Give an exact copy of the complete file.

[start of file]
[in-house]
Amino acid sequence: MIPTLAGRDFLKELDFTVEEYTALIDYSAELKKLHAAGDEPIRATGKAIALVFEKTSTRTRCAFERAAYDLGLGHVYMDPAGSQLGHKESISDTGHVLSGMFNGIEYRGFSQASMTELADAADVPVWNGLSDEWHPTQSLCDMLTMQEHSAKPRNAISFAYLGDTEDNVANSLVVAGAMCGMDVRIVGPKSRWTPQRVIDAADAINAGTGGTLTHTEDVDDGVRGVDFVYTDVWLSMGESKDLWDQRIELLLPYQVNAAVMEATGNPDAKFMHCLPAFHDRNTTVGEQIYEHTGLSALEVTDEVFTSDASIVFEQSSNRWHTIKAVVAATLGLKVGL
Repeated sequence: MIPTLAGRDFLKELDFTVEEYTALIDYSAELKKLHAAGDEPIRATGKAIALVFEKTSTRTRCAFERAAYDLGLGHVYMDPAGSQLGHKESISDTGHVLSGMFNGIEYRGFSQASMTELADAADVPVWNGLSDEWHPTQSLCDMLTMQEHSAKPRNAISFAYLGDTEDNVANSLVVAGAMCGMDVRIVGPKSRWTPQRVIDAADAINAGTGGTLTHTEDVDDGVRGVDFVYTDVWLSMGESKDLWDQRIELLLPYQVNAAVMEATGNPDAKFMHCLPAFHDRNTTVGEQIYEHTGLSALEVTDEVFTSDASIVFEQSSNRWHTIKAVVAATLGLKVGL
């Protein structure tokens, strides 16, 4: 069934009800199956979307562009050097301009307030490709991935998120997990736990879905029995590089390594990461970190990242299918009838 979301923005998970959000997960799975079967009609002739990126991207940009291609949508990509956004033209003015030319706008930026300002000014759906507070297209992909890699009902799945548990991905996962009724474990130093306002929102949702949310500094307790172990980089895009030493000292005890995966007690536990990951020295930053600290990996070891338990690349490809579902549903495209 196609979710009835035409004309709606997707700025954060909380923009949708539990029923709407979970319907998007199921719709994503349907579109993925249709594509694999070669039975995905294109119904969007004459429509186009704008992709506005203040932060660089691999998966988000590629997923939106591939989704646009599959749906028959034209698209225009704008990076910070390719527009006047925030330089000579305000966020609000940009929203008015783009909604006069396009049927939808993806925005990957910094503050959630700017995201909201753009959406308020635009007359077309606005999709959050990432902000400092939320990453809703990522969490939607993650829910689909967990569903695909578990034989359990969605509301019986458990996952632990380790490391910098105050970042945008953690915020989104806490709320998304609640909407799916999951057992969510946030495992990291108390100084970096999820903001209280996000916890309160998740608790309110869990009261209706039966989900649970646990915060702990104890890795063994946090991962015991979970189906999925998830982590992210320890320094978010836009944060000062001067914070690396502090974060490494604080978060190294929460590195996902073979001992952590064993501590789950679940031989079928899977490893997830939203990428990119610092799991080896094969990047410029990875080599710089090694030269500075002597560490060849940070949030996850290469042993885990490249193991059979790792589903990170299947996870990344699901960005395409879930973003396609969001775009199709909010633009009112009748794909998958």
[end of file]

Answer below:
[in-house]
Amino acid sequence: MIPTLAGRDFLKELDFTVEEYTALIDYSAELKKLHAAGDEPIRATGKAIALVFEKTSTRTRCAFERAAYDLGLGHVYMDPAGSQLGHKESISDTGHVLSGMFNGIEYRGFSQASMTELADAADVPVWNGLSDEWHPTQSLCDMLTMQEHSAKPRNAISFAYLGDTEDNVANSLVVAGAMCGMDVRIVGPKSRWTPQRVIDAADAINAGTGGTLTHTEDVDDGVRGVDFVYTDVWLSMGESKDLWDQRIELLLPYQVNAAVMEATGNPDAKFMHCLPAFHDRNTTVGEQIYEHTGLSALEVTDEVFTSDASIVFEQSSNRWHTIKAVVAATLGLKVGL
Repeated sequence: MIPTLAGRDFLKELDFTVEEYTALIDYSAELKKLHAAGDEPIRATGKAIALVFEKTSTRTRCAFERAAYDLGLGHVYMDPAGSQLGHKESISDTGHVLSGMFNGIEYRGFSQASMTELADAADVPVWNGLSDEWHPTQSLCDMLTMQEHSAKPRNAISFAYLGDTEDNVANSLVVAGAMCGMDVRIVGPKSRWTPQRVIDAADAINAGTGGTLTHTEDVDDGVRGVDFVYTDVWLSMGESKDLWDQRIELLLPYQVNAAVMEATGNPDAKFMHCLPAFHDRNTTVGEQIYEHTGLSALEVTDEVFTSDASIVFEQSSNRWHTIKAVVAATLGLKVGL
């Protein structure tokens, strides 16, 4: 069934009800199956979307562009050097301009307030490709991935998120997990736990879905029995590089390594990461970190990242299918009838 979301923005998970959000997960799975079967009609002739990126991207940009291609949508990509956004033209003015030319706008930026300002000014759906507070297209992909890699009902799945548990991905996962009724474990130093306002929102949702949310500094307790172990980089895009030493000292005890995966007690536990990951020295930053600290990996070891338990690349490809579902549903495209 196609979710009835035409004309709606997707700025954060909380923009949708539990029923709407979970319907998007199921719709994503349907579109993925249709594509694999070669039975995905294109119904969007004459429509186009704008992709506005203040932060660089691999998966988000590629997923939106591939989704646009599959749906028959034209698209225009704008990076910070390719527009006047925030330089000579305000966020609000940009929203008015783009909604006069396009049927939808993806925005990957910094503050959630700017995201909201753009959406308020635009007359077309606005999709959050990432902000400092939320990453809703990522969490939607993650829910689909967990569903695909578990034989359990969605509301019986458990996952632990380790490391910098105050970042945008953690915020989104806490709320998304609640909407799916999951057992969510946030495992990291108390100084970096999820903001209280996000916890309160998740608790309110869990009261209706039966989900649970646990915060702990104890890795063994946090991962015991979970189906999925998830982590992210320890320094978010836009944060000062001067914070690396502090974060490494604080978060190294929460590195996902073979001992952590064993501590789950679940031989079928899977490893997830939203990428990119610092799991080896094969990047410029990875080599710089090694030269500075002597560490060849940070949030996850290469042993885990490249193991059979790792589903990170299947996870990344699901960005395409879930973003396609969001775009199709909010633009009112009748794909998958």